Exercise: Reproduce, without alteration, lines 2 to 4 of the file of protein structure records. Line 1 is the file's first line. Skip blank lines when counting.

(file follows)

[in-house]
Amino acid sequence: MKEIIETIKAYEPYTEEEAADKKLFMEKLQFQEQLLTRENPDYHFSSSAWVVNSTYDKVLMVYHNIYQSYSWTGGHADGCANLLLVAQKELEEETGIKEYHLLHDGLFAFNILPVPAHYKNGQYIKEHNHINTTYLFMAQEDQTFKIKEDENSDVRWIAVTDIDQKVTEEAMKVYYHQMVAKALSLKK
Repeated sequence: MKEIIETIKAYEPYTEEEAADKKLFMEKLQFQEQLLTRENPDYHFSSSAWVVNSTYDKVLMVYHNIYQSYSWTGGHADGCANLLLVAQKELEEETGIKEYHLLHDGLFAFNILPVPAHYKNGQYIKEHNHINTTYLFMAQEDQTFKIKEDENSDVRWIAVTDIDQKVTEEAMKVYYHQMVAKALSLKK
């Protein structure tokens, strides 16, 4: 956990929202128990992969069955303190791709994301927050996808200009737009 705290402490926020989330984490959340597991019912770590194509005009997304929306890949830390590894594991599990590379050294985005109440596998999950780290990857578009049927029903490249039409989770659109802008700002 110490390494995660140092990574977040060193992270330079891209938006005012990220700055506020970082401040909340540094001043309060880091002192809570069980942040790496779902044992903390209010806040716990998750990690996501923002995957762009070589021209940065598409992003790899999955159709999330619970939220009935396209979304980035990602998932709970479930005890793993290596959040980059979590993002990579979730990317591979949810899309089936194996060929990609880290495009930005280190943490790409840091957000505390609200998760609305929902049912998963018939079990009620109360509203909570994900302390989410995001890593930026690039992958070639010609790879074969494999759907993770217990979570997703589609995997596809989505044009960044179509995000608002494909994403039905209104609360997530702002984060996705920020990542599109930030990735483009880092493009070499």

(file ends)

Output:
Amino acid sequence: MKEIIETIKAYEPYTEEEAADKKLFMEKLQFQEQLLTRENPDYHFSSSAWVVNSTYDKVLMVYHNIYQSYSWTGGHADGCANLLLVAQKELEEETGIKEYHLLHDGLFAFNILPVPAHYKNGQYIKEHNHINTTYLFMAQEDQTFKIKEDENSDVRWIAVTDIDQKVTEEAMKVYYHQMVAKALSLKK
Repeated sequence: MKEIIETIKAYEPYTEEEAADKKLFMEKLQFQEQLLTRENPDYHFSSSAWVVNSTYDKVLMVYHNIYQSYSWTGGHADGCANLLLVAQKELEEETGIKEYHLLHDGLFAFNILPVPAHYKNGQYIKEHNHINTTYLFMAQEDQTFKIKEDENSDVRWIAVTDIDQKVTEEAMKVYYHQMVAKALSLKK
């Protein structure tokens, strides 16, 4: 956990929202128990992969069955303190791709994301927050996808200009737009 705290402490926020989330984490959340597991019912770590194509005009997304929306890949830390590894594991599990590379050294985005109440596998999950780290990857578009049927029903490249039409989770659109802008700002 110490390494995660140092990574977040060193992270330079891209938006005012990220700055506020970082401040909340540094001043309060880091002192809570069980942040790496779902044992903390209010806040716990998750990690996501923002995957762009070589021209940065598409992003790899999955159709999330619970939220009935396209979304980035990602998932709970479930005890793993290596959040980059979590993002990579979730990317591979949810899309089936194996060929990609880290495009930005280190943490790409840091957000505390609200998760609305929902049912998963018939079990009620109360509203909570994900302390989410995001890593930026690039992958070639010609790879074969494999759907993770217990979570997703589609995997596809989505044009960044179509995000608002494909994403039905209104609360997530702002984060996705920020990542599109930030990735483009880092493009070499």